Based on the above, we conclude that convective systems similar to those producing Texas Floods are up to 11 mm/day (up to 15%) wetter over some areas, and up to 2-3 °C warmer in the present than they would have been in the past. We interpret Texas Floods as a common event for which both human driven climate change and natural climate variability likely played a role. We remark that the influence of ENSO might be present but not detected, due to the particular phase involved.

Quotes & Contact Authors

-Davide Faranda, IPSL-CNRS, France 📨davide.faranda@lsce.ipsl.fr 🗣️French, Italian, English

-Flavio Pons, IPSL, France 📨flavio.pons@lsce.ipsl.fr 🗣️Italian, English, French

Additional Information : Complete Output of the Analysis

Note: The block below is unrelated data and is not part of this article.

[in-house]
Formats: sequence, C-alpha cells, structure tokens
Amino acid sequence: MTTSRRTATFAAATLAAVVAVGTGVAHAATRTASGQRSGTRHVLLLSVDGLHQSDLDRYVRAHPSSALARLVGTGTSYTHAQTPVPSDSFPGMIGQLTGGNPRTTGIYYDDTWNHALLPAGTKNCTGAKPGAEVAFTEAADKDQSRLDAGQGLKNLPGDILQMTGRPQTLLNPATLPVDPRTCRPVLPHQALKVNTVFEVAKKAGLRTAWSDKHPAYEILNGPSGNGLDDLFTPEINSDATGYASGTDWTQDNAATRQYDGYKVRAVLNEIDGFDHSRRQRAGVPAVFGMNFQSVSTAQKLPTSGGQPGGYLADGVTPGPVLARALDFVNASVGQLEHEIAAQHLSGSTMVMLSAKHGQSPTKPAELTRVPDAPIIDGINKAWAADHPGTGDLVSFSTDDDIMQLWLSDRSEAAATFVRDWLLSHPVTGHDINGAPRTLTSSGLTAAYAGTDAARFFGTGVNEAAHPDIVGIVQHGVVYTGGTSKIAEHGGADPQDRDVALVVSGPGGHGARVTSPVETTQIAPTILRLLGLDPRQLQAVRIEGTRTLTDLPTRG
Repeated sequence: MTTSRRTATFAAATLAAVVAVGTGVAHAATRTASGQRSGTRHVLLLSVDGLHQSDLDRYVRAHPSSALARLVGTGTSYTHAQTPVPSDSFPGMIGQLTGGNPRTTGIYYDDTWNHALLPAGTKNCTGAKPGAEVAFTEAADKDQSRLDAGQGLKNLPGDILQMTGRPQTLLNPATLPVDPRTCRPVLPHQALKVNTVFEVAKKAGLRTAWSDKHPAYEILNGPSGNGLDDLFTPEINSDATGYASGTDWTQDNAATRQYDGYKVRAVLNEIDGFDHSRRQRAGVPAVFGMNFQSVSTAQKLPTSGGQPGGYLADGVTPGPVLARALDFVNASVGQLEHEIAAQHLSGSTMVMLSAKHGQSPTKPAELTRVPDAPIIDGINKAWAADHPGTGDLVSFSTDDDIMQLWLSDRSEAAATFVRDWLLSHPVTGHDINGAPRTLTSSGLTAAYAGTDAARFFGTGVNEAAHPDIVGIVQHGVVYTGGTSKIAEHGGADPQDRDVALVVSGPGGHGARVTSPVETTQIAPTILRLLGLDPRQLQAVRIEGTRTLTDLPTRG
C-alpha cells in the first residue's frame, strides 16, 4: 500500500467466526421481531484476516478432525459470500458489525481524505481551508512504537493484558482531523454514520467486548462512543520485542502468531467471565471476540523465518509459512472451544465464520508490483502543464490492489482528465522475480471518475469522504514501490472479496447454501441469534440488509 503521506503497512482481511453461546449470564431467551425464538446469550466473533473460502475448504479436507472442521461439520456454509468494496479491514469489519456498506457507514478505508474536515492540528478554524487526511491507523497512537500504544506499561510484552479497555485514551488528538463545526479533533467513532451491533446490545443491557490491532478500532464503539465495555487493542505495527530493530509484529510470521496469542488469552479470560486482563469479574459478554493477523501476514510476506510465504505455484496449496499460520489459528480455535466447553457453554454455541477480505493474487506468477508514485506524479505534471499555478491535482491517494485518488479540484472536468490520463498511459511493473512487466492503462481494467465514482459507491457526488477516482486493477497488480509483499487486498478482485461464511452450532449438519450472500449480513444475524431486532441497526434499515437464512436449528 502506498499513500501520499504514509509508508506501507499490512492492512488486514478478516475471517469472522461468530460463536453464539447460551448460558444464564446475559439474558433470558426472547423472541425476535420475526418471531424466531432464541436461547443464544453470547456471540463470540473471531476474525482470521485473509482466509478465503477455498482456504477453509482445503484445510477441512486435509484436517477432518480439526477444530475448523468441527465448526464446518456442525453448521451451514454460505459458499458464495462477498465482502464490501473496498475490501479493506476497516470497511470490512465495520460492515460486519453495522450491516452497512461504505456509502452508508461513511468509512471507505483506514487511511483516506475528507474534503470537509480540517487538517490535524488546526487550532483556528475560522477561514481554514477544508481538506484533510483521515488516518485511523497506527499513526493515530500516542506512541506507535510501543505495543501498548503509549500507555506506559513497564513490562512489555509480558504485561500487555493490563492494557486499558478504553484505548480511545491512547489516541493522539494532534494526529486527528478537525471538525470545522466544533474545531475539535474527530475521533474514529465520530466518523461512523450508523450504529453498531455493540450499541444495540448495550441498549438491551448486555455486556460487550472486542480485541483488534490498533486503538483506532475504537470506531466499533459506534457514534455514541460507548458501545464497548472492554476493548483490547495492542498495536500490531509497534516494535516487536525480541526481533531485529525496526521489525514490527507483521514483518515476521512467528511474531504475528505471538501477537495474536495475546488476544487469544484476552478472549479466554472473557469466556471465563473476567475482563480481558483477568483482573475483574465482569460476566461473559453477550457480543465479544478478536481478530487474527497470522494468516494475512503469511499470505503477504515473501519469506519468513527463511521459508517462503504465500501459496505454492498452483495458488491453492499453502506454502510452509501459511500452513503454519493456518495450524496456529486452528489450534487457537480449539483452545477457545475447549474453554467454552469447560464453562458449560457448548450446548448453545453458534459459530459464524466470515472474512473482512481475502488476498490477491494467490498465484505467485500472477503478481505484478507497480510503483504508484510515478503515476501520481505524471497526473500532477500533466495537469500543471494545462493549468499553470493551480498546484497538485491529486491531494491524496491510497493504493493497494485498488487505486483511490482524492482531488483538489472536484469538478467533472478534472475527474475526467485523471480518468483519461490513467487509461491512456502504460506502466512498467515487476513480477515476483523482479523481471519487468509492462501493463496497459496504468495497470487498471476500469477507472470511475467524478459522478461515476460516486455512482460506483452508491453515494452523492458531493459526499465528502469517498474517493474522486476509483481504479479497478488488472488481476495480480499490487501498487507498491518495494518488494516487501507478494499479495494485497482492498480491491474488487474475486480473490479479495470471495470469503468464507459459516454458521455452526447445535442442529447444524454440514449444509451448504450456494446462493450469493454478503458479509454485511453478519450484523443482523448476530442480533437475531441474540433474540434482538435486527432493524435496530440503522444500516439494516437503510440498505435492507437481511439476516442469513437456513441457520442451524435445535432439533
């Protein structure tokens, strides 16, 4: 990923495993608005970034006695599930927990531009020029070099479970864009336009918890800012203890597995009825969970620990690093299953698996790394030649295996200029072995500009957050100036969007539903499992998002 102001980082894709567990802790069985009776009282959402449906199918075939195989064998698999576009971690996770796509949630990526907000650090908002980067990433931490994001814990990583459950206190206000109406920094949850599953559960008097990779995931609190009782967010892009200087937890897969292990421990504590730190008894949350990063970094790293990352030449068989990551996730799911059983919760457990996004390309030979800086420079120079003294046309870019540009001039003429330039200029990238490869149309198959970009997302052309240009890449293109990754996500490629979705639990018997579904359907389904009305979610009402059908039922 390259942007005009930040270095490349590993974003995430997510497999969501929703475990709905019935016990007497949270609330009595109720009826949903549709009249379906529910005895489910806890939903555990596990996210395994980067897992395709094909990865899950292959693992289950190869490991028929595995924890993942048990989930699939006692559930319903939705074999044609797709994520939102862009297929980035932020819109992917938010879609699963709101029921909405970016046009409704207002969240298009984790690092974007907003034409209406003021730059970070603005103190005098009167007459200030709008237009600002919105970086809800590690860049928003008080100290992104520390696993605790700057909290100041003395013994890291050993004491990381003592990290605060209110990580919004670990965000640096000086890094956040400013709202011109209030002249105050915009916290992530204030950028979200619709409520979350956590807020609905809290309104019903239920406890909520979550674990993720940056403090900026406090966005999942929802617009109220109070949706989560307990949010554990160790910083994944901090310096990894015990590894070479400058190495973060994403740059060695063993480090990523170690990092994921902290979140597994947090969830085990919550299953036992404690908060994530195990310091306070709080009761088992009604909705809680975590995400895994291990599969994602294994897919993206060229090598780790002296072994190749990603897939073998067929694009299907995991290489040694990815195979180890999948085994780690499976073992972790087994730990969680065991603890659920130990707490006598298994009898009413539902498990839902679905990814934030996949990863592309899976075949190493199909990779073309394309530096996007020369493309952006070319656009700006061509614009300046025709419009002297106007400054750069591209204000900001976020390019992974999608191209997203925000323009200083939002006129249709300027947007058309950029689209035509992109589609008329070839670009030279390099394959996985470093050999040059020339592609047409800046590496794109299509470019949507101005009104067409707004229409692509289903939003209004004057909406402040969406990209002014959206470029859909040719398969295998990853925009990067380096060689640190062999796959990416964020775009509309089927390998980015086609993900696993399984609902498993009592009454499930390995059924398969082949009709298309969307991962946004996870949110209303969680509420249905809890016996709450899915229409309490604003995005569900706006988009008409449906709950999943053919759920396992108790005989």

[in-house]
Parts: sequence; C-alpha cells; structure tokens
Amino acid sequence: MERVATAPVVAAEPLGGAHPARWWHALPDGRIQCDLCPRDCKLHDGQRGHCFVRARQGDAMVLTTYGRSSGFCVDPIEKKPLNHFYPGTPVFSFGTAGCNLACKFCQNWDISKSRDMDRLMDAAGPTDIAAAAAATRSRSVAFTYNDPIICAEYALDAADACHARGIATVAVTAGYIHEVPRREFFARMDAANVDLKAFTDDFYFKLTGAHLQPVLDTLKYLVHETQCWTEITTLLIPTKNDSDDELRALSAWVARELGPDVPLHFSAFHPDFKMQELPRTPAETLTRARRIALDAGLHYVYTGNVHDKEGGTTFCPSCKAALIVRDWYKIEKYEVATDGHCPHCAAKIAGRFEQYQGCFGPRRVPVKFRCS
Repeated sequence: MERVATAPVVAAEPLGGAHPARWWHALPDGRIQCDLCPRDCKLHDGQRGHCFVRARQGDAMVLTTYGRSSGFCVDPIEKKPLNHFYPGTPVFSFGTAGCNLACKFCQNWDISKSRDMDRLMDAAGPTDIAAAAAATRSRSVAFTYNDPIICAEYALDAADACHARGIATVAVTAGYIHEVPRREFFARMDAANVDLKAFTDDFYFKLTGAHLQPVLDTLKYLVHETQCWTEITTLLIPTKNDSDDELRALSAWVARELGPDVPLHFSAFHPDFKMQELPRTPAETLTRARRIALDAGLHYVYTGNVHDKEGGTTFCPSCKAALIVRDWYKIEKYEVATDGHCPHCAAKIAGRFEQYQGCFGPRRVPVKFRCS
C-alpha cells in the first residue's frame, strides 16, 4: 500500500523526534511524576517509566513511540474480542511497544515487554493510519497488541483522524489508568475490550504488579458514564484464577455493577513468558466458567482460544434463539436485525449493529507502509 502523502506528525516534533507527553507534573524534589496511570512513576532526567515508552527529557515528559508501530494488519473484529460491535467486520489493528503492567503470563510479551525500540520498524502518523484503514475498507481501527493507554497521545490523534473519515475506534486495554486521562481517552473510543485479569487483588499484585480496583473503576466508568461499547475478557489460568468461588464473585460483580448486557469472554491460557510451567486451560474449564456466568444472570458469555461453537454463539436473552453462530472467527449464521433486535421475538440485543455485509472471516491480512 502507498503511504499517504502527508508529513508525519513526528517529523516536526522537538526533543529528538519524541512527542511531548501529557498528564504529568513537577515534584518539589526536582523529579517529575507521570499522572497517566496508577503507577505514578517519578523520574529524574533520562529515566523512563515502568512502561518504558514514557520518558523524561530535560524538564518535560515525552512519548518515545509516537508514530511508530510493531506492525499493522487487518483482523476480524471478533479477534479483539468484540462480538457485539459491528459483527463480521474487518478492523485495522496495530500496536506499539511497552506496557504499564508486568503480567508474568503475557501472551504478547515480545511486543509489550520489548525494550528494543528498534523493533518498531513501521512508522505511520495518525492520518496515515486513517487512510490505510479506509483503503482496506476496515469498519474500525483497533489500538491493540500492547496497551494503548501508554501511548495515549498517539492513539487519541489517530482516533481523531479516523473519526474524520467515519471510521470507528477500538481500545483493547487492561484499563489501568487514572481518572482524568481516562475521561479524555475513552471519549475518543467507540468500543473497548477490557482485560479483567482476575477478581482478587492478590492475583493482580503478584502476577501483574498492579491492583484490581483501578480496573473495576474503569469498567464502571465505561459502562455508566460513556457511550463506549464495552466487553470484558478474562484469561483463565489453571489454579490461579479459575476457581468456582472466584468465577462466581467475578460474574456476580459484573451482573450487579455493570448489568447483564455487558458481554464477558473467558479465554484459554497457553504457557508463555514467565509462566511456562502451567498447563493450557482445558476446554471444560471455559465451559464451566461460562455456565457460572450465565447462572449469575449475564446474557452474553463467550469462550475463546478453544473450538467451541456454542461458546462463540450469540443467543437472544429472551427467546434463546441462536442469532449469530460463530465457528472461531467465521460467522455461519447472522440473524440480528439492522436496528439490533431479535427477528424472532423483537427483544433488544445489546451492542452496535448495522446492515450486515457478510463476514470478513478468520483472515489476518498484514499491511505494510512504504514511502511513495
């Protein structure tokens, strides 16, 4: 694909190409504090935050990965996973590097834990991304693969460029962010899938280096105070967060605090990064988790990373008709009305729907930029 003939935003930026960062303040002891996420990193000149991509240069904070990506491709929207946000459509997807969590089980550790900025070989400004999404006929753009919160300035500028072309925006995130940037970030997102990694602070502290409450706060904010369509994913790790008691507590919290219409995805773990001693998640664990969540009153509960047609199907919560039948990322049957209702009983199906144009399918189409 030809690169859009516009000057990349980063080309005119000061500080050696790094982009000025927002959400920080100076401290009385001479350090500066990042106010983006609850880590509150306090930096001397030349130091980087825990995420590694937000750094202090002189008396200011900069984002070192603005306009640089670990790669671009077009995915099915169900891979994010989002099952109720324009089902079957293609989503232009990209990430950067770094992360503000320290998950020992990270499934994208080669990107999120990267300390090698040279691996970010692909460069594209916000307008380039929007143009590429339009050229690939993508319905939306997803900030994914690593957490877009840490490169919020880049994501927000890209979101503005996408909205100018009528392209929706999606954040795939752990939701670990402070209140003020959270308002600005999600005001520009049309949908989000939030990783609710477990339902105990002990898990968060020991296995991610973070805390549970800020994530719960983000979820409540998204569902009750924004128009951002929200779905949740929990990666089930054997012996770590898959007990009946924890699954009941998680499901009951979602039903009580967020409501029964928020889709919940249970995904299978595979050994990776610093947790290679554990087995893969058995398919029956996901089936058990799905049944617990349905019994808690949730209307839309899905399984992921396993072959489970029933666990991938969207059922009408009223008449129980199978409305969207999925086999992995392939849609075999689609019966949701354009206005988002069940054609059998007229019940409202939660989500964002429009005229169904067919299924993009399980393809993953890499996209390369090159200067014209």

The figure shows the average of surface pressure anomaly (msl) (a), average 2-meter temperatures anomalies (t2m) (e), cumulated total precipitation (tp) (i),  and average wind-speed (wspd) in the period of the event. Average of the surface pressure analogs found in the counterfactual [1979-2000] (b) and factual periods [2001-2022] (c), along with corresponding 2-meter temperatures (f, g),  cumulated precipitation (j, k), and wind speed (n, o).  Changes between present and past analogues are presented for surface pressure ∆slp (d),  2 meter temperatures ∆t2m (h), total precipitation ∆tp (i), and windspeed ∆wspd (p): color-filled areas indicate significant anomalies with respect to the bootstrap procedure. Violin plots for past (blue) and present (orange) periods for Quality Q analogs (q), Predictability Index D (r), Persistence Index Θ (s), and distribution of analogs in each month (t). Violin plots for past (blue) and present (orange) periods for ENSO (u), AMO (v) and PDO (w).  Number of the Analogues occurring in each subperiod (blue) and linear trend (black).  Values for the peak day of the extreme event are marked by a blue dot. Horizontal bars in panels (q,r,s,u,v,w) correspond to the mean (black) and median (red) of the distributions.